Dave Bittner: [00:12:28] Some of the concerns about the supply chain centers on fears of the sort of attack Airbus and some of its subcontractors recently sustained. But there are other concerns, too, about the software supply chain, especially the prospect of buggy open-source code finding its way into larger projects. A study of code snippets available in Stack Overflow confirms that quality control is a small but real problem. But apparently, developers tend to think the propagation of such vulnerabilities is an acceptable cost when balanced against the benefits of fast coding and project completion.
Dave Bittner: [00:13:05] And finally, China is enjoying some public success suppressing expressions of support for Hong Kong protesters in Western corporate circles. Apple has removed a police-tracking app used by protesters, Quartz reports. And a bipartisan group of U.S. senators and representatives thinks that the NBA has joined Team Beijing. CyberScoop says NSA Director Nakasone yesterday accused China of weaponizing information with respect to the Hong Kong protests. And it certainly seems to be the case that the Chinese government is succeeding in getting some of its trading partners to carry water for them. Those who think information operations are necessarily subtle or deniable will find a clear counterexample in the pressure currently being exerted by Beijing.
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Dave Bittner: [00:14:51] And joining me once again is Robert M. Lee. He's the founder and CEO at Dragos. Robert, welcome back. I saw you'd made some commenting on Twitter recently about regulations in the electrical sector and the difference between regulations and incentives. Take us through what you were getting at here.
Robert M: [00:15:08] Regulations can set a good base for what we expect to be done either programmatically or performance-based on what actions and minimum standards we want companies to comply with. And across the U.S. electric grid, they've been doing that for over a decade now with the NERC-CIP regulations. And they do set a strong base standard of what we want to see, like two-form authentication or communications under a control center. The problem, though, is that regulations only can apply to a past state that we're interested in. In other words, it's not good at predicting where we need to be. It's not good about allowing innovation. It's saying, hey, here's what we have perceived to be a good base previously. Let's work towards that. And this is ultimately a good thing, but we must understand that regulations can't regulate out the human adversary. They can't - regulations themselves can't protect us. They can just apply to a base level of defensibility and, you know, opportunities for defenders. And in that way, I think that some industries could still do with some regulation. I'm not a huge regulation fan, but there are decentralized industries where that might make sense. But in certain industries where it's much more centralized and a community-driven - and maybe even that we've already had regulations, we open it up for incentives instead.
Robert M: [00:16:23] In the case of the U.S. electric sector, you know, I testified in front of the Senate that we needed to take a pause for a while. New regulations in the power sector come out every two to four years, and that creates an extreme pressure of the companies to keep up with regulations instead of focusing on new, innovative ways to do security. And it would be beneficial to take a three- to four-year period where we stop coming out with new regulations, allow the companies to do anything for security that they deem appropriate for their companies and then have those lessons learned and extract out best practices from that instead of just trying to focus on regulation.
Dave Bittner: [00:17:00] I'm thinking of the political incentives here that - if I'm a politician, it's easier for me to get hit by saying, well, why didn't you regulate these people? Why did you just let them run free and do whatever they wanted to do?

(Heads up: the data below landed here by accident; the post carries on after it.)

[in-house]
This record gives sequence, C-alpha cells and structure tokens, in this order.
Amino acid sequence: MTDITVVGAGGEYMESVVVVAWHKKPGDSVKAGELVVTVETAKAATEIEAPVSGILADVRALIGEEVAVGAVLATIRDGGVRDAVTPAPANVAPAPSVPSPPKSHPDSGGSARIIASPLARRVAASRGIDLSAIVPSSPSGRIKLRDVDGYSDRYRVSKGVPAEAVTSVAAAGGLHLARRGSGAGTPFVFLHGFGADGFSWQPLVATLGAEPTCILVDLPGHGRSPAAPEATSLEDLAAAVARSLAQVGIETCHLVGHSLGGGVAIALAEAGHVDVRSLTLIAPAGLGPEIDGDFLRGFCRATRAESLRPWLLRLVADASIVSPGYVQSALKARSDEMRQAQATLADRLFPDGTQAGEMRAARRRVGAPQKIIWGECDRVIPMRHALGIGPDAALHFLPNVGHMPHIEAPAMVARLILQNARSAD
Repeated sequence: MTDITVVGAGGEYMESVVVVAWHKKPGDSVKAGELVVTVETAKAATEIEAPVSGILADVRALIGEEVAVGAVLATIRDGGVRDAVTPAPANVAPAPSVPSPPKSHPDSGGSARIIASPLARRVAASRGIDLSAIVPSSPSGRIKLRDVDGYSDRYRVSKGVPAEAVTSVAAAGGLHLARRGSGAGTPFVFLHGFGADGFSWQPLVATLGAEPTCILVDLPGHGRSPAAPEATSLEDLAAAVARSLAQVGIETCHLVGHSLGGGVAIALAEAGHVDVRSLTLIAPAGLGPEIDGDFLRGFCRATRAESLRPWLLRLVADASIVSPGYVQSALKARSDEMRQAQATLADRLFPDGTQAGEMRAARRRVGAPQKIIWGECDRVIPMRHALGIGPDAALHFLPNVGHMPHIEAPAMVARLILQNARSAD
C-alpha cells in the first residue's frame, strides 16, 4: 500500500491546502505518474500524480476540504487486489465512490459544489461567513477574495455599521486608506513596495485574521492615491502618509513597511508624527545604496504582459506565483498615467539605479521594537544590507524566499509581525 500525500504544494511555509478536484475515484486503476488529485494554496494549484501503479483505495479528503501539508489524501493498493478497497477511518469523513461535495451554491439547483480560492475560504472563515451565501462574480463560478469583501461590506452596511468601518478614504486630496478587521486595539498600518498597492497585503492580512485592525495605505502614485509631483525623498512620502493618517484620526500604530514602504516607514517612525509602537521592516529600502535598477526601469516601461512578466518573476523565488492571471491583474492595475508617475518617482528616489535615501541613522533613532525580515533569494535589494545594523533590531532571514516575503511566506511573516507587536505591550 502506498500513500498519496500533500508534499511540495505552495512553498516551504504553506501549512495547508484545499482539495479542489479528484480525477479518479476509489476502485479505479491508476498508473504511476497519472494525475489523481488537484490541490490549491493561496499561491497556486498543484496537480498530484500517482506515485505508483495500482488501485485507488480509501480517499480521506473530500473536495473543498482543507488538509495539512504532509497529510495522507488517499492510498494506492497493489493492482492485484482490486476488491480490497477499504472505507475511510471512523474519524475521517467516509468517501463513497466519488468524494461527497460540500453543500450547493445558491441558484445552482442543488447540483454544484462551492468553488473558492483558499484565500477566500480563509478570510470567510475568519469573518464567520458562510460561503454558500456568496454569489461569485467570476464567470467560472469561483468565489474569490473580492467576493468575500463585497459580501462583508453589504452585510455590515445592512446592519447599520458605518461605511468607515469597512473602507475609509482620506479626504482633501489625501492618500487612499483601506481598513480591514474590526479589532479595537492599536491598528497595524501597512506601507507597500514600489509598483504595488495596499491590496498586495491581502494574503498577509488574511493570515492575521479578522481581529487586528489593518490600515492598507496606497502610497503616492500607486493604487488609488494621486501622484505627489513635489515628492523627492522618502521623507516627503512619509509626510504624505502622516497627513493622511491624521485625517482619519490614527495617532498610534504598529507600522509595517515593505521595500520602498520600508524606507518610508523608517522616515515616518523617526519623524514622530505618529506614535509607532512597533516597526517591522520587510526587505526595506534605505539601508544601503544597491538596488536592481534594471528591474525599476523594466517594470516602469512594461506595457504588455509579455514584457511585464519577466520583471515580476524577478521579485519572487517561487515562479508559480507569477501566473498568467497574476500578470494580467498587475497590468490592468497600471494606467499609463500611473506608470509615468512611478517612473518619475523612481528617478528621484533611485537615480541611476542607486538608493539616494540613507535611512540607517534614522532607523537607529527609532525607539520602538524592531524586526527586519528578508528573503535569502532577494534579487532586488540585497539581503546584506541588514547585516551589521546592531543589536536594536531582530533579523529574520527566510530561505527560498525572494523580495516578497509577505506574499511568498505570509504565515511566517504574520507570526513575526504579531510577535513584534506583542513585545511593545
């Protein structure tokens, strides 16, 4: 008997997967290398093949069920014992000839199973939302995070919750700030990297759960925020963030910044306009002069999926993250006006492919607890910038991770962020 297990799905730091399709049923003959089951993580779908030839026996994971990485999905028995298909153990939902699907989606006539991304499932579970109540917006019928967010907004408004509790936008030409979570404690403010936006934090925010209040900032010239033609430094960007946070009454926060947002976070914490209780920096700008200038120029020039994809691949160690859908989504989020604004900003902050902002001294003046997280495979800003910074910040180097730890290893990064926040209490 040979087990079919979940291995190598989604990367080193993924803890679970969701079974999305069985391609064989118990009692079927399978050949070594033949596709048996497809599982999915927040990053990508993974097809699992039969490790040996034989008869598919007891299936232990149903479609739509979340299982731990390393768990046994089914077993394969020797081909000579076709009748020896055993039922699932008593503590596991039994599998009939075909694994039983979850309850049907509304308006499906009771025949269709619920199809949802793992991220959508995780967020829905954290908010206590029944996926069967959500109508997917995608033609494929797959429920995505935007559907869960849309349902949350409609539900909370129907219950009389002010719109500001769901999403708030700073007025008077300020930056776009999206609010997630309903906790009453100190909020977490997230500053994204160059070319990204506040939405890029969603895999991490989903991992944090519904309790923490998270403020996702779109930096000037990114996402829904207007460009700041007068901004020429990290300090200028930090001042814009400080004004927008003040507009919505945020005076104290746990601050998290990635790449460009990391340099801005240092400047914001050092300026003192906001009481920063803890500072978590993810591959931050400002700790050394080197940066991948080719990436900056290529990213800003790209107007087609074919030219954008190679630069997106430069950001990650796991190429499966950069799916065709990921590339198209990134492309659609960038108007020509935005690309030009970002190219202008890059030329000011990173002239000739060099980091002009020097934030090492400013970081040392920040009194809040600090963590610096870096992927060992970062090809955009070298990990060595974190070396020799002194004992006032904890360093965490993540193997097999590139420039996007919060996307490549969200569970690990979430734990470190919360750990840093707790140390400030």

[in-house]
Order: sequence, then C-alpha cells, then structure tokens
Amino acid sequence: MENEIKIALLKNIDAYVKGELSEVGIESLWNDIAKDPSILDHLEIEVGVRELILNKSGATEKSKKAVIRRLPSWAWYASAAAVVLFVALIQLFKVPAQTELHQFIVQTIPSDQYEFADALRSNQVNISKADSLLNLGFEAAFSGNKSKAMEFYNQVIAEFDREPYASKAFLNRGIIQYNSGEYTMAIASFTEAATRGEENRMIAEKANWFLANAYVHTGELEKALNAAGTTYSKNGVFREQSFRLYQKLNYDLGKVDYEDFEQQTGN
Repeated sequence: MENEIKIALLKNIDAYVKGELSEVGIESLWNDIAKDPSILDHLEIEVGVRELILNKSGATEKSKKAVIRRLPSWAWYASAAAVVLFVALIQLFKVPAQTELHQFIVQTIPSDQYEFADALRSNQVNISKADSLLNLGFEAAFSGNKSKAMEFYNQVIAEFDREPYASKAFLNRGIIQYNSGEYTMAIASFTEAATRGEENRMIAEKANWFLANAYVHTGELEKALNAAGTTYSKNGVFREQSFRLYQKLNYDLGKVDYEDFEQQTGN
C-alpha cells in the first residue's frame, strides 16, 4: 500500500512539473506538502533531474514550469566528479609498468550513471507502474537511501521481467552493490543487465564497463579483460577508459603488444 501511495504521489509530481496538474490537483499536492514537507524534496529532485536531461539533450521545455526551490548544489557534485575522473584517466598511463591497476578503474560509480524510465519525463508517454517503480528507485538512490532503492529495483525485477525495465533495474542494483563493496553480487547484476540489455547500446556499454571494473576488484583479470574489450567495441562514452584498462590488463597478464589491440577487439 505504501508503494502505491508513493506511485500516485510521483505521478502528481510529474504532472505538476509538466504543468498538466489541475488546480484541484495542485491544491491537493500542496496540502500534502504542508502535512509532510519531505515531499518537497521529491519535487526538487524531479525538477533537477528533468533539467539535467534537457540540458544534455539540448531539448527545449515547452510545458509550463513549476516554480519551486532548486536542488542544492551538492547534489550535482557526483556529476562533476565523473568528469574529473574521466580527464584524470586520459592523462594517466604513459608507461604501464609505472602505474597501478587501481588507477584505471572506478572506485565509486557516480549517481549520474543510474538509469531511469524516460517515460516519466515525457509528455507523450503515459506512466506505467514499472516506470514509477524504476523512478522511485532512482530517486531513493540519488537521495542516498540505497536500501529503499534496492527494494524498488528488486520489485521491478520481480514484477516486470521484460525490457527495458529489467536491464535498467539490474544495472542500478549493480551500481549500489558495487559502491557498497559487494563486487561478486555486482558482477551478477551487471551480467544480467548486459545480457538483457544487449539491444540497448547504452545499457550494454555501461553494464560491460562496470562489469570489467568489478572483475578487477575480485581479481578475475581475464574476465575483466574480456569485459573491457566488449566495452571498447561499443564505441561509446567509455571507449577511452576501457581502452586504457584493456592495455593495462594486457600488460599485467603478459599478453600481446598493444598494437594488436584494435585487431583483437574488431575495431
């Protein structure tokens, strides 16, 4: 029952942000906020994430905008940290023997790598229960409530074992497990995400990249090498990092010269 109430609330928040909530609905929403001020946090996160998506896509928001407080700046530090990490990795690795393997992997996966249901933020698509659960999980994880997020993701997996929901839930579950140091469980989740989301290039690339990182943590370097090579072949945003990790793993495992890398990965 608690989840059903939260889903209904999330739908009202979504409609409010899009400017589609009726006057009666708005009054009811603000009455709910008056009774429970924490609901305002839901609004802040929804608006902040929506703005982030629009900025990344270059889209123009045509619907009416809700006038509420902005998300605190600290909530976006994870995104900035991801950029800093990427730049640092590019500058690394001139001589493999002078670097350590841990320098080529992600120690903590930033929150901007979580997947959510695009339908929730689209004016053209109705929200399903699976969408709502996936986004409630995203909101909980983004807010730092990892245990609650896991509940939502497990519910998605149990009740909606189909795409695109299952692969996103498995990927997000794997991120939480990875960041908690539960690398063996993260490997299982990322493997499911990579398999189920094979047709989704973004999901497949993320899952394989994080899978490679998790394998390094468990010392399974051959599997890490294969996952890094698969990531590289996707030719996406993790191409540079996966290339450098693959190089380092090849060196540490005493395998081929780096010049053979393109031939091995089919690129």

Robert M: [00:17:11] That's actually exactly why this still happens. And I've talked to just about everybody in this discussion in terms of, like, sides of the conversation from the government to regulators to asset owners. And that's entirely what it comes down to, usually. But we know that the regulations have been good, but nobody wants to be the person that suggests less regulations. The power company doesn't want to say, hey, you know what? We've kind of exhausted this - 'cause then they don't look willing to move the needle. The government doesn't want to say, yeah, let's take a - you know, a break on this because if a cyberattack happens, they look like a weak, you know, administration on - or a weak party on taking action for security. The regulator doesn't want to not do regulations because those regulators are generally political appointees, and they're only there for three to four years. So the idea of not doing anything for three to four years looks very bad on them and their party, and this was their opportunity to get involved and try to influence change.
Robert M: [00:18:06] It's a tricky subject because, quite frankly, everybody is incentivized to do regulations whether or not they do anything for anybody. I think they have been beneficial, to be honest. Our power grid today is much better off than what it was a decade ago. But there is a time to say, OK, folks, let's work towards programmatic regulation, or let's work towards incentivizing through tax credits or, you know, programs from the government to find new best practices and innovation and security that's going to be cool and exciting and helpful instead of checkbox.
Dave Bittner: [00:18:46] Interesting stuff. Robert M. Lee, thanks for joining us.
Dave Bittner: [00:18:53] And that's the CyberWire. Thanks to all of our sponsors for making the CyberWire possible, especially our supporting sponsor ObserveIT, the leading insider threat management platform. Learn more at observeit.com.
Dave Bittner: [00:19:06] The CyberWire podcast is proudly produced in Maryland out of the startup studios of DataTribe, where they're co-building the next generation of cybersecurity teams and technology. Our amazing CyberWire team is Stefan Vaziri, Kelsea Bond, Tim Nodar, Joe Carrigan, Carole Theriault, Nick Veliky, Bennett Moe, Chris Russell, John Petrik, Jennifer Eiben, Peter Kilpe. And I'm Dave Bittner. Thanks for listening. We'll see you tomorrow.